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Can We Manipulate The Microbiome Against Cancer?

Posted on 16 March 2016

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Credit: Courtesy of Pacific Northwest National Laboratory

Credit: Courtesy of Pacific Northwest National Laboratory

It turns out your microbial allies can aid cancer resistance and even improve immunotherapy results

“Five years ago, if you had asked me about bacteria in your gut playing an important role in your systemic immune response, I probably would have laughed it off. Most of us immunologists now believe that there really is an important interaction there”

It may sound unusual, but a number of studies are hinting that specific types of bacteria can actually help boost immune activity and improve cancer therapies too. One such study discovered that giving the species Bifidobacterium to mice could actually hinder skin cancer, and another confirmed that introducing certain species alongside immunotherapy treatment somehow activates the body’s response. This is curious stuff, and considering every one of us is harbouring trillions of bacteria at any one time, they could be a fascinating therapeutic target.

Science once glossed over the important role your microbiome plays in maintaining your health, but considering bizarre treatments like fecal microbiota transplants have shown efficacy in treating some gastrointestinal diseases and H. pylori can cause stomach ulcers, modulating your bacterial composition is starting to make real sense as a strategy.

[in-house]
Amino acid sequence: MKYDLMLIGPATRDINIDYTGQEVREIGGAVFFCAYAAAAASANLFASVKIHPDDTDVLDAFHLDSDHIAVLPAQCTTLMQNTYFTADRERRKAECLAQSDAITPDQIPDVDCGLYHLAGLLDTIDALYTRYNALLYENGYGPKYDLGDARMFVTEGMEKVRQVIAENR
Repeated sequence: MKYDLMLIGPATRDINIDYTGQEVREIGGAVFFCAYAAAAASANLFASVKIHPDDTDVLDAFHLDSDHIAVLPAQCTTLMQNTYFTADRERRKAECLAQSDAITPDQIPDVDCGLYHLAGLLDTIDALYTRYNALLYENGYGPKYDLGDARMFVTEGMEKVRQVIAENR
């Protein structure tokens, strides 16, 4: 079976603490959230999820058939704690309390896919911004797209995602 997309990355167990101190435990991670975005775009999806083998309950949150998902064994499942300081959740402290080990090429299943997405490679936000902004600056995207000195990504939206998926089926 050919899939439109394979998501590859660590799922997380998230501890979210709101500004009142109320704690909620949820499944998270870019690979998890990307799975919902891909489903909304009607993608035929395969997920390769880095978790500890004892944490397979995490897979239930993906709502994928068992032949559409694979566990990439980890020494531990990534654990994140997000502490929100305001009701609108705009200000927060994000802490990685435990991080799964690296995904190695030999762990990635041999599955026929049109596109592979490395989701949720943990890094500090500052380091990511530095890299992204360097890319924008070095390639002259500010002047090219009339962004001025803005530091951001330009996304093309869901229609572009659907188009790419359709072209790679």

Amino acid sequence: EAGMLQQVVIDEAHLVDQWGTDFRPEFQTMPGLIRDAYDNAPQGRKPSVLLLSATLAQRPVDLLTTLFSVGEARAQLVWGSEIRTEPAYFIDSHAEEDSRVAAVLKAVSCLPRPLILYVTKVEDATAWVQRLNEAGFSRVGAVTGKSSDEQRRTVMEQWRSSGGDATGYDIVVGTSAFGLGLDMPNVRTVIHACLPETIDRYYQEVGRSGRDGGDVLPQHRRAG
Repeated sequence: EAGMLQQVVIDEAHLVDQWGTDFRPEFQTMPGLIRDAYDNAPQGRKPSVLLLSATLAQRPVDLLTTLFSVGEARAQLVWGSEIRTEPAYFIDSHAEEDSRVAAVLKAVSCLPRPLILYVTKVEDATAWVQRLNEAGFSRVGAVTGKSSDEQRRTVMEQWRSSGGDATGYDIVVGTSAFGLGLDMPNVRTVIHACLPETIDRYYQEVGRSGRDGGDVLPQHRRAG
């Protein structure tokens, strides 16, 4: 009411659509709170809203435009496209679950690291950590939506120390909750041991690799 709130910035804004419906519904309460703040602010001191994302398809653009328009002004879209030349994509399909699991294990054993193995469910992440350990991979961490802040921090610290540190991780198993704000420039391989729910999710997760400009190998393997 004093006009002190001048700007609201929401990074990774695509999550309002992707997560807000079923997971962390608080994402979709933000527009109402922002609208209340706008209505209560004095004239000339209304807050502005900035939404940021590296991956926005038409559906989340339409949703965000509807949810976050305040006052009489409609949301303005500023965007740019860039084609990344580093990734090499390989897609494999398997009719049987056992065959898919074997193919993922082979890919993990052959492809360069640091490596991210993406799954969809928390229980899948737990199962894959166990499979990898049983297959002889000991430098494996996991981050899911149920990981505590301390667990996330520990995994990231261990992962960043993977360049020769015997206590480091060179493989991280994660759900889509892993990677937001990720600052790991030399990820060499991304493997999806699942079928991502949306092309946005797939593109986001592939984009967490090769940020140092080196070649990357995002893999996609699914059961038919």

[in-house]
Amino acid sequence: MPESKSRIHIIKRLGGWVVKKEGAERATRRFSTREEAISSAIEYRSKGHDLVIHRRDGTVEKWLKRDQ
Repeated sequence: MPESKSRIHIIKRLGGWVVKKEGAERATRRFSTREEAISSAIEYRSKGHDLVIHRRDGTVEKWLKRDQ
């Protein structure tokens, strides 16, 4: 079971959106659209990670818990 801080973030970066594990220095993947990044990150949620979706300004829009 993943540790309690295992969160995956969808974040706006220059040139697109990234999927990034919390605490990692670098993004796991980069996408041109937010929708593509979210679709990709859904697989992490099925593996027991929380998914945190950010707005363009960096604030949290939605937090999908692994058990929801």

“To therapeutically influence the microbiome long-term in humans is a big hurdle.The microbiome is very stubborn. Everything we’ve done so far has only had a temporary effect”

Altering a microbiome is no easy task, but considering immunotherapy results vary even within genetically identical mice, could bacteria be to blame? It’s not clear yet, but it’s a fascinating new development and millions of dollars are being poured into microbiome research around the world.

Engineering our microbiome is perhaps another solution too – introducing novel genes into certain species and allowing them to produce and funnel therapeutic molecules into your bloodstream through the gut or skin.

Read more at Bloomberg

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